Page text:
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Noticeboard

What is GDPR?

GDPR is a new law that determines how your personal data is processed, kept safe and the legal rights that you have in relation to your own data. The regulation applies from 25 May 2018. GDPR will supersede the Data Protection Act 1998 which the practice already complies with but strengthens many of it’s principle.

You can find more information on the further information tab under the heading 'GDPR'. We have all of this information displayed in the patient notice board in the practice. If you have any questions then please speak to the Practice Manager.

New Physiotherapist service - We now have two Specialist Physiotherapists based at Pathhead Medical Centre. They can be booked as an alternative to an appointment with the GP, for people with a muscle, bone or joint problem. There is no need to see the GP first.

Contact reception and they will ask you a few questions to make sure you are allocated an appointment with the most appropriate person.

MEDICATION IMPROVEMENTS - the practice is now running some prescribing improvement projects to ensure that you receive the safest and most cost-effective medications for your conditions. You will receive a letter directly if you are affected by any of these changes.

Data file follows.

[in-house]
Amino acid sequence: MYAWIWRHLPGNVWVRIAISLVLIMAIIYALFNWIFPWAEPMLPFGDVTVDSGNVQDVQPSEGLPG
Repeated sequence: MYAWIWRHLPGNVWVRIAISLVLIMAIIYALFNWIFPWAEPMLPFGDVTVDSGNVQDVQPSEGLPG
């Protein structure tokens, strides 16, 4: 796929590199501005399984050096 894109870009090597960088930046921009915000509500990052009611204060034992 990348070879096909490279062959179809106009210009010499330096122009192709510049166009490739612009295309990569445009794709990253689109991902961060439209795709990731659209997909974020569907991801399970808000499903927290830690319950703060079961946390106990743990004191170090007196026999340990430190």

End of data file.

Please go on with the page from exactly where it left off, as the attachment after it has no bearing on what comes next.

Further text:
PRESCRIPTION CHANGES FROM APRIL 2017 - all prescription requests will now take 4 working days to process. Any urgent requests must go to the duty doctor.

In Times of Bereavement

In the unfortunate event that a person has passed away, there are three things that must be done in the first few days;

  • Get a medical certificate from your GP or hospital doctor (this is necessary to register the death)
  • Register the death within 5 days (8 days in Scotland). You will then receive the necessary documents for the funeral.
  • Make the necessary funeral arrangements.

Register the death

If the death has been reported to the coroner (or Procurator Fiscal in Scotland) they must give permission before registering the death.

You can register the death if you are a relative, a witness to the death, a hospital administrator or the person making the arrangements with the funeral directors.

You can use the ‘Register a Death’ page on the gov.uk website that will guide you through the process. This will also explain the registration process for Scotland and Northern Ireland.

Arrange the funeral

The funeral can usually only take place after the death is registered. Most people use a funeral director, though you can arrange a funeral yourself.

Funeral directors

Choose a funeral director who’s a member of one of the following:

These organisations have codes of practice - they must give you a price list when asked.

Some local councils run their own funeral services, for example for non-religious burials. The British Humanist Association can also help with non-religious funerals.

Arranging the funeral yourself

Contact the Cemeteries and Crematorium Department of your local council to arrange a funeral yourself.

Funeral costs

Funeral costs can include:

  • funeral director fees
  • things the funeral director pays for on your behalf (called ‘disbursements’ or ‘third-party costs’), for example, crematorium or cemetery fees, or a newspaper announcement about the death
  • local authority burial or cremation fees

Funeral directors may list all these costs in their quotes.



 
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